India has joined Europe’s mega global arrangement of sharing data from Earth observation satellites, called Copernicus.
Under this arrangement, the European Commission intends to provide India with free, full and open access to the data from the Copernicus Sentinel family of satellites using high bandwidth connections.
Reciprocally the DoS will provide the Copernicus programme and its participating states with a free, full and open access to the data from ISRO’s earth observation satellites, including historical data sets.
It is intended that ISRO’s satellite data would be made available for distribution on the European ‘Copernicus hub’.
This comprises land, ocean and atmospheric series of ISRO’s civilian satellites (Oceansat-2, Megha-Tropiques, Scatsat-1, SARAL, INSAT-3D, INSAT-3DR) with the exception of commercial high-resolution satellites data.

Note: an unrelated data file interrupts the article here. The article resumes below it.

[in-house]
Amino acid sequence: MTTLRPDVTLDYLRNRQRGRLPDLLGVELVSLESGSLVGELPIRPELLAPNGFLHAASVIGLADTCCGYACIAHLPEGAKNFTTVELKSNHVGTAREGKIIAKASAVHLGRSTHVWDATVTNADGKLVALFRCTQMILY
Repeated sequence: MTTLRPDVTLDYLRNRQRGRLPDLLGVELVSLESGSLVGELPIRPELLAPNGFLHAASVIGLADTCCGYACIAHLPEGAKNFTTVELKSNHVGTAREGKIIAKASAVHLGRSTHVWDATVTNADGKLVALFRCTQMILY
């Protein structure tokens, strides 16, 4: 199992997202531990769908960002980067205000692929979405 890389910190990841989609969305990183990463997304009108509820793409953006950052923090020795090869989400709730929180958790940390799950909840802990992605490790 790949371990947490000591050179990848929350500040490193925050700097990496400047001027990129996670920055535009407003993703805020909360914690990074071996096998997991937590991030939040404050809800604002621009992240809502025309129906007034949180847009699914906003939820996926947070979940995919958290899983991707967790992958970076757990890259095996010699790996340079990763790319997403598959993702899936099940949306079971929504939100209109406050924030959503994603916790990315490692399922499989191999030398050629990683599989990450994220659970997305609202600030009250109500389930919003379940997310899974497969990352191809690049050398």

Copernicus is the most ambitious Earth observation programme to date. It will provide accurate, timely and easily accessible information to improve the management of the environment, understand and mitigate the effects of climate change and ensure civil security.
Copernicus is the new name for the Global Monitoring for Environment and Security programme, previously known as GMES.
This initiative is headed by the European Commission (EC) in partnership with the European Space Agency (ESA).
ESA coordinates the delivery of data from upwards of 30 satellites. The EC, acting on behalf of the European Union, is responsible for the overall initiative, setting requirements and managing the services.
Services provided by Copernicus: land management, the marine environment, atmosphere, emergency response, security and climate change.
Sentinel: ESA is developing a new family of satellites, called Sentinels, specifically for the operational needs of the Copernicus programme. The Sentinels will provide a unique set of observations, starting with the all-weather, day and night radar images.